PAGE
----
[ALLISON] That's awesome.  So, people always ask if they do want to get in touch with you, besides patience, what do you recommend to get a meeting with you?

[ET] Yeah, honestly with, you know, our end is a little bit different than the other options out there.  SESAC is set up pretty in contrast with how ASCAP and BMI are in the sense that they are, you know, very large government regulated entities.  Up until recently, they were both nonprofit, but BMI is for profit now and they both operate under something called the consent decree, which is like an antitrust agreement between the Department of Justice and them since they're so large.  Part of that is what mandates that they have to accept anybody who wants to be a member that's not already under contract with another PRO.  So as a songwriter, you can only be with one PRO at a time.  So that's why with the way their system works, anybody can go online, fill out a form, become a number in a system and then try to establish a relationship.  Which I'm sure people listening to this will have understood that can be a frustrating experience because as you mentioned they each have 7 to 800,000 songwriters and only a handful of reps who they're all great but there's only so much time in the day.  So, you know our vibe being a privately owned organization kind of the smaller bulldog in the corner, we are highly selective invite only. 


So, its kind of the opposite way. We have to establish a relationship first before pen hits paper and you're locked in a contract or anything like that.  So honestly most of how I get my meetings set up is through referrals.  So, whether that's with other songwriters that they're working with, I may be working with songwriters who will say, ‘hey, I've got this person I've been in sessions with lately and they're just crushing it.  They're great.  They're looking to explore options would you be down to chat with them.’  And it's always like yes.  Or industry contacts, you know, so whether it be NSAI reps or publishers, wherever it may come from, if somebody I know has an eye and ear for quality and they say, ‘hey, I want you to check this person out.’  Then absolutely.  So, I'd say 99% of the meetings I take with new people come from referrals like that.

[ALLISON]. Awesome, because I was going to ask, how do you get invited. I've always wondered that too.  I used to work at BMI back in the day and I was like, how do you get over there?  How do you get in?  So, I guess referrals of course, but is there any for our up-and-coming writers that you might recommend some ideas?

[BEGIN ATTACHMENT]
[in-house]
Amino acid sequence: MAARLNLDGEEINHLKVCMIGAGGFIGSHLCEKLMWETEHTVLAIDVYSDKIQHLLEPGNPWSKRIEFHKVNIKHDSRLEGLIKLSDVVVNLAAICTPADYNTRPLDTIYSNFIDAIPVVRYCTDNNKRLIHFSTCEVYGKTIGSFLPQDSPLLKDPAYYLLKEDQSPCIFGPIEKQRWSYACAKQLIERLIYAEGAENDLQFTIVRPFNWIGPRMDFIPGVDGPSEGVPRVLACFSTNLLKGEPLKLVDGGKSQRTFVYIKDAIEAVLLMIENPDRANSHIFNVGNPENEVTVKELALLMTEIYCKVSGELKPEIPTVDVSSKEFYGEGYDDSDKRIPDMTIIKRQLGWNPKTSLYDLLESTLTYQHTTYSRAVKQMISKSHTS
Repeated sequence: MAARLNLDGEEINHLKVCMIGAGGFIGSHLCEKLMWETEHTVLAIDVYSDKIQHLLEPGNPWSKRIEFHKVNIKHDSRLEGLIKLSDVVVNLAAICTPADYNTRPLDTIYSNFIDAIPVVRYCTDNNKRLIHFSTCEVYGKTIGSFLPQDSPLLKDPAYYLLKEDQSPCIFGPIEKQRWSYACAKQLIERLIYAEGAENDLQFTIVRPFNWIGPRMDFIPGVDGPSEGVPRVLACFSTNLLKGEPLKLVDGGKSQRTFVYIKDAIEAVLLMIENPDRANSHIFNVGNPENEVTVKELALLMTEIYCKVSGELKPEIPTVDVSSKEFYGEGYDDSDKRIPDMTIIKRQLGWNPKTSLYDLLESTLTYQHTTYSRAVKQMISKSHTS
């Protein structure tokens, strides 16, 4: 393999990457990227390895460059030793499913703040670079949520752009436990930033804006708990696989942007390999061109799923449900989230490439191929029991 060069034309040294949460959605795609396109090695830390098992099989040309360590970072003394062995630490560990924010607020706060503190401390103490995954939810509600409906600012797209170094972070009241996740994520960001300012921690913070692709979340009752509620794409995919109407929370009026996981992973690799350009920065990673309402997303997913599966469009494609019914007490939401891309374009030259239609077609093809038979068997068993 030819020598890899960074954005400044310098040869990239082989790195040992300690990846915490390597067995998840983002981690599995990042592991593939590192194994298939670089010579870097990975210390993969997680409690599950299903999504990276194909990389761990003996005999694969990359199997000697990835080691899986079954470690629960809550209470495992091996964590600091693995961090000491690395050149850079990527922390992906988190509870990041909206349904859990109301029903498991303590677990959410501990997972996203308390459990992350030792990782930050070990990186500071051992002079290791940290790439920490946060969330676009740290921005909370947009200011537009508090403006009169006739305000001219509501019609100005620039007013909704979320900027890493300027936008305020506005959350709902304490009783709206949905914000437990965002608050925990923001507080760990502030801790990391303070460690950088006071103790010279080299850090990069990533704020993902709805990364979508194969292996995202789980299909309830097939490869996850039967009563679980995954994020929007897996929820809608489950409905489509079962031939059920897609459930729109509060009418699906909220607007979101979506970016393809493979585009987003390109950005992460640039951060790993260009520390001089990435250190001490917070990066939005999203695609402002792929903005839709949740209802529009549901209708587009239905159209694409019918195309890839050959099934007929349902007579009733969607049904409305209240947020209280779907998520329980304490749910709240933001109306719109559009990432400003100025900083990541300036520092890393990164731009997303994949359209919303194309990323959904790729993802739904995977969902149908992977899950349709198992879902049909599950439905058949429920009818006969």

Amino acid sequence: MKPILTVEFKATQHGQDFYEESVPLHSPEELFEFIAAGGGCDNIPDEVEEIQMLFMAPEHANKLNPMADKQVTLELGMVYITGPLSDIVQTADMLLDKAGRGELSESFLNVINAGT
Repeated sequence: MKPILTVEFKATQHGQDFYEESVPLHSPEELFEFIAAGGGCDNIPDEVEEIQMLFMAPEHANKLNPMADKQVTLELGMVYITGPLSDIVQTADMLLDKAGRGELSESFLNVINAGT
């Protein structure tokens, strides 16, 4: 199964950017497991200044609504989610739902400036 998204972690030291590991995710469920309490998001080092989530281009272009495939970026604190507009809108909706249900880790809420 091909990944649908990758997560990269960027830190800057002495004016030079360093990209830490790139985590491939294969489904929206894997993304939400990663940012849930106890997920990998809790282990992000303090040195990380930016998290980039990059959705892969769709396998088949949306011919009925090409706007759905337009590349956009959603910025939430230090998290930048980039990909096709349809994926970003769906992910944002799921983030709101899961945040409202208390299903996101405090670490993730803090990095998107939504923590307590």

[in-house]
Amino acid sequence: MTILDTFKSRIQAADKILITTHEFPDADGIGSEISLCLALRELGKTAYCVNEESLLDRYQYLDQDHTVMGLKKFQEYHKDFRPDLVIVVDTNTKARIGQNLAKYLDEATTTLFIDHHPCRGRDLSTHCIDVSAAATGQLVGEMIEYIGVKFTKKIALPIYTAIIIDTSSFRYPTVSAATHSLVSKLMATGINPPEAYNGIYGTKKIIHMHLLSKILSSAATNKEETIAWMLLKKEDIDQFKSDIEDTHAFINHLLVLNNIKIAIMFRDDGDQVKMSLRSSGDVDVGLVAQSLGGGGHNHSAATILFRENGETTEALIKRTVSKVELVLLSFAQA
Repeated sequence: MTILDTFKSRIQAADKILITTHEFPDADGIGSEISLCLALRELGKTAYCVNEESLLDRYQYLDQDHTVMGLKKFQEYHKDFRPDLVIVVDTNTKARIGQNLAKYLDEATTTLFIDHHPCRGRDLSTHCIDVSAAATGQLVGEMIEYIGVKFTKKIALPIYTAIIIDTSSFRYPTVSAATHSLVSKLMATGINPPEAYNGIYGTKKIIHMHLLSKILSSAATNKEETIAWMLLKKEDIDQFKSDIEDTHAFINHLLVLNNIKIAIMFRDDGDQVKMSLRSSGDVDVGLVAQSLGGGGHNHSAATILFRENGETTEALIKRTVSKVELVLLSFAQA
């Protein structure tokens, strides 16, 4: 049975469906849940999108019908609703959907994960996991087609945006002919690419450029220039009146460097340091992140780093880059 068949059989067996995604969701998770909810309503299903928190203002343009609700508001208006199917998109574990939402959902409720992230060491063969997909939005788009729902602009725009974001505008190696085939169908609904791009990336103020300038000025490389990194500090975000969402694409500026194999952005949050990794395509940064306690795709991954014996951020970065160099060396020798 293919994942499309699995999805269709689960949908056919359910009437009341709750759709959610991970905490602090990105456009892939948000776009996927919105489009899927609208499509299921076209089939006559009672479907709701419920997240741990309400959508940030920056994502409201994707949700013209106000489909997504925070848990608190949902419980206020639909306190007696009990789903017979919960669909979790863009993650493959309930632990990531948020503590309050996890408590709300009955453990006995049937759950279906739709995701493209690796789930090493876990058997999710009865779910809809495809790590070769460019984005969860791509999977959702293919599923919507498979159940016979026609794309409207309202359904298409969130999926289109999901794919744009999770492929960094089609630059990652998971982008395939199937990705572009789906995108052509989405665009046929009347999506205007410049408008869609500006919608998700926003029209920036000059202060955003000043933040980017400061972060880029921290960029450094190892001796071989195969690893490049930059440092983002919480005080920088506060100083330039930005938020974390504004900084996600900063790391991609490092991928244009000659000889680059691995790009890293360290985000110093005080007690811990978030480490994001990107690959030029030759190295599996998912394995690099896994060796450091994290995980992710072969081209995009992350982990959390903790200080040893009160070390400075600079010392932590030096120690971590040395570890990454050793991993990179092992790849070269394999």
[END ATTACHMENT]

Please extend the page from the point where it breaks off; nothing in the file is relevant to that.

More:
[ET] Yeah.  I mean, you know, honestly what drives everything in this industry is being able to establish relationships.  And you know, no matter who you're talking to in this podcast, I'm sure no matter what sector of the industry they come from, there will be some form of saying ‘you got to get to know people.’  Right? 


So, whether that's hanging out at Red Door, going to writer rounds, or you know, just kind of knowing where to be in the mix and in the flow is just a general big part of becoming successful in this industry, no matter whether you're a writer or an industry person.  So, you know, just kind of having that sort of wherewithal in that gumption to get out there and put yourself out there and start meeting those people.  You know, not all of the times that you go out are going to be fruitful, but the only thing that's guaranteed is if you don't go out is that nothing will change.  You know, so it's kind of one of those things where it's hard to define.  There's no like step by step process for it, which I think is frustrating for a lot of people who come into it and be like well, you know there's no like do this, this, this, this and have record deal.  There’s just like a million different ways it could happen, you know.  So, it really takes that sort of that drive and tenacity and you know that ability to adapt and change your way you're going about things to really succeed.

So, that's similar to how you get in our door and then you know once the conversation starts, I think you know first for me the first sort of checklist if you will internally is do I connect with the music.  You know it really does come down to as simple as that.  You know, again, I am fortunate enough to be in a position where I get to pick and choose who I work with and it's so much more effective if I truly believe in and I'm stoked about the music I'm sending around to my contacts rather than, OK this this person got landed in my lap and now I've got to figure out a way to help them, but I'm not really into it so you know I'm going to half ass try.  That stuff never works.  So, you know, again my first gut check is am I into this.  Do I believe this person and what they're creating and if that's a yes then we do have some activity criteria that we look at.  So obviously what drives our business on our end is activity on radio, music placed in TV shows that are broadcast on television.  There's you know some streaming stuff, live performance stuff obviously.  So, we kind of look at what are one, is that activity already happening and if so, at what level?  And usually if there is stuff happening and I like the music, then that's an easy like ‘come on in.’  If it's not there yet, if it's still in the developing stage, thankfully I do have the ability a little bit to pull in some developing people.  You know, I always do try to keep my bandwidth balanced though in that sense that I don't want to be that person that doesn't have time to get back to somebody, you know.  So, a lot of it is, well, do I already have somebody who I'm already feeding into these channels?  I don’t want to clog it up and take away from, you know, again got to make it all work.  But the other things I'll look at will be who else are they collaborating with?  What team is forming around them, where are they hanging out?  What scenes are they a part of?